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Why Sears' Tiptoe Back Into the Beauty Business Is Still Risky

Color me surprised. After nearly a decade hiatus and a quiet 13-store test two years ago, Sears (SHLD) is breaking out beauty departments in 100 of its busier namesake stores. Hoping to convert more browsers to buyers with cosmetics is a big gamble that just shows Sears execs can't get away from spaghetti-on-the-wall management strategies.

The announcement follows a raft of news about Sears' celebrity collaborations (Kardashian Klothing!), its Amazon-like online marketplace and management musical chairs.

Once upon a time
Sears created New York-based Circle of Beauty in 1995 and launched the first cosmetics brand ever to be totally developed for one particular retailer and customer. But even appointing a president who came from Avon couldn't save the brand which Sears discontinued in 2001.

Speaking of Avon, Sears also was one of several department stores slated to receive the direct selling cosmetic queen's retail line BeComing. Avon ditched that effort in 2003.

Mix 'n match
There's no telling how many devotees of Circle of Beauty remain after a decade, but if Sears message boards are any indication, loyalists would love to get their fingers back into those pots of color and cream.

That's why it's a mystery that Sears is stocking its glass fixtures with loads of mascara and blusher found at any Walgreen (WAG) store. Sears "strategy" for its makeup mix is to offer an assortment of mass market and prestige brands (the latter usually only found in department stores). So far though, Sears is touting L'Oreal, Maybelline, Revlon and CoverGirl, nail care from Sally Hansen, Essie and Nicole by OPI, and other skin care products.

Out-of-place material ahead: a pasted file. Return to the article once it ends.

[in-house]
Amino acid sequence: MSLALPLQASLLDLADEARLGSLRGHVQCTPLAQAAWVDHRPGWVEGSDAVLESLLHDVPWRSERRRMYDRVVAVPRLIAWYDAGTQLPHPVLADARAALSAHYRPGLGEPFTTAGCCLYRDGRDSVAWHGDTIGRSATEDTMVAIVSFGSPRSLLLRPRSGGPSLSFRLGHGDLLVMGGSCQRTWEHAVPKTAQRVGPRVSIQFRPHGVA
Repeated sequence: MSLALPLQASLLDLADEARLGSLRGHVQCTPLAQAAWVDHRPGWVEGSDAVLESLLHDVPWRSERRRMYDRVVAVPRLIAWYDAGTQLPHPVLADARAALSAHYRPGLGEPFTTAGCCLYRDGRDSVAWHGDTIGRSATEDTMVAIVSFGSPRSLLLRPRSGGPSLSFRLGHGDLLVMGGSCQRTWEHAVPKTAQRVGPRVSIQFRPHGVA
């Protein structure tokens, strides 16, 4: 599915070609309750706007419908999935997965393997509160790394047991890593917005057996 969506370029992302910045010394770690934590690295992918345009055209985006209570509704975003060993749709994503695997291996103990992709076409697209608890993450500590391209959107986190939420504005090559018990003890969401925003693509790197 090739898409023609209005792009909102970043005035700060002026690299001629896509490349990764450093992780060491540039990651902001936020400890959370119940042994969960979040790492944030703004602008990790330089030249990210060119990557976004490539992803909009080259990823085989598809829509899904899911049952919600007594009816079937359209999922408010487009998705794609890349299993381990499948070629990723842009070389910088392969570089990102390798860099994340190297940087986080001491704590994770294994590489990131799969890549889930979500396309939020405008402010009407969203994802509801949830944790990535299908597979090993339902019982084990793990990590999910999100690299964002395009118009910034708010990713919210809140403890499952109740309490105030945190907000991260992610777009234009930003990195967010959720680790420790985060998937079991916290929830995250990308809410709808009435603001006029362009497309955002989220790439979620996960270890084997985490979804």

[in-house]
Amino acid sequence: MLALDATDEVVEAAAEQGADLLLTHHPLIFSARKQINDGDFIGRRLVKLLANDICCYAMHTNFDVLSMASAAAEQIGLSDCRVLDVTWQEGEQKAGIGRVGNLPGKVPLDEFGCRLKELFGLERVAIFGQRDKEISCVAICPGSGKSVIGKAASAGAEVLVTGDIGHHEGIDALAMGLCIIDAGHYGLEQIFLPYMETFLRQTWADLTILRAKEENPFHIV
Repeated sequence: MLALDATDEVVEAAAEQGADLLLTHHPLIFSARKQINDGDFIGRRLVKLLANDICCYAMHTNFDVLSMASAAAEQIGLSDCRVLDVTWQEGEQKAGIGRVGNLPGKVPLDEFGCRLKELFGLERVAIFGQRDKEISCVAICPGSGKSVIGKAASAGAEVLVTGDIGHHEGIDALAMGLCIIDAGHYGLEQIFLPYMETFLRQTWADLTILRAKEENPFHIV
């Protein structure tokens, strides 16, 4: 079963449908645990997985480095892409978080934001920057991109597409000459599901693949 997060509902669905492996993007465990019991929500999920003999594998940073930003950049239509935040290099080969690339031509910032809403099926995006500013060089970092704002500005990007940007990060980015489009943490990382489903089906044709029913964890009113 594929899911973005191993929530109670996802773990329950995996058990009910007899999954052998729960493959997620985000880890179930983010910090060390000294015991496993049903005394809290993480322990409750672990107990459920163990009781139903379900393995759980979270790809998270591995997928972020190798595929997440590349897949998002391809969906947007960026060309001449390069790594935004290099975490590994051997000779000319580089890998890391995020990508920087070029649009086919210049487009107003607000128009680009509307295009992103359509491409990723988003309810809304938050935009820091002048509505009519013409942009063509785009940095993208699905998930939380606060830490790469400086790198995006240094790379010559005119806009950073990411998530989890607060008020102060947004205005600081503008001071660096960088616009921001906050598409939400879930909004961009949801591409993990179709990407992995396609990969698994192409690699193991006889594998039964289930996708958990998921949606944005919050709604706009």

Sure, Walgreen and its ilk decamped from tiny mall shops years ago. And perhaps women really want to pick up a tube of Great Lash on their way to the food court. But until Sears makes way for shampoo, body wash, and paper towels, it's unlikely that these brands will turn the department store chain into a one-stop shop like its management wants.

Stiff competition
Sears is probably gambling that the price of gas will stay high and serve to push shoppers into making fewer store runs. However, March retail numbers indicate that consumers had a heavy foot on the e-commerce gas pedal. Online sales were up over 16 percent, the fifth consecutive month of gains.

That's why Walgreen (not Sears) should be seeing brisk traffic of both brick and click variety. Walgreen just acquired websites such as and, adding 60,000 products to its already massive offerings.

Back in the mall, rival JCPenney (JCP) has already cornered the market on prestige brands in its deal with Sephora. In a true high-low mix of retailers, the make-up maven's store of choice for hard-to-get brands such as Korres, Bliss, and Murad set up shop within JCPenney stores.

The good news is that Sears appears to be hedging its beauty bet, rolling out v-e-r-y slowly and only to the most productive stores. Management better hope their customers like that pasta al dente because this scheme still seems undercooked.

Image via Sears

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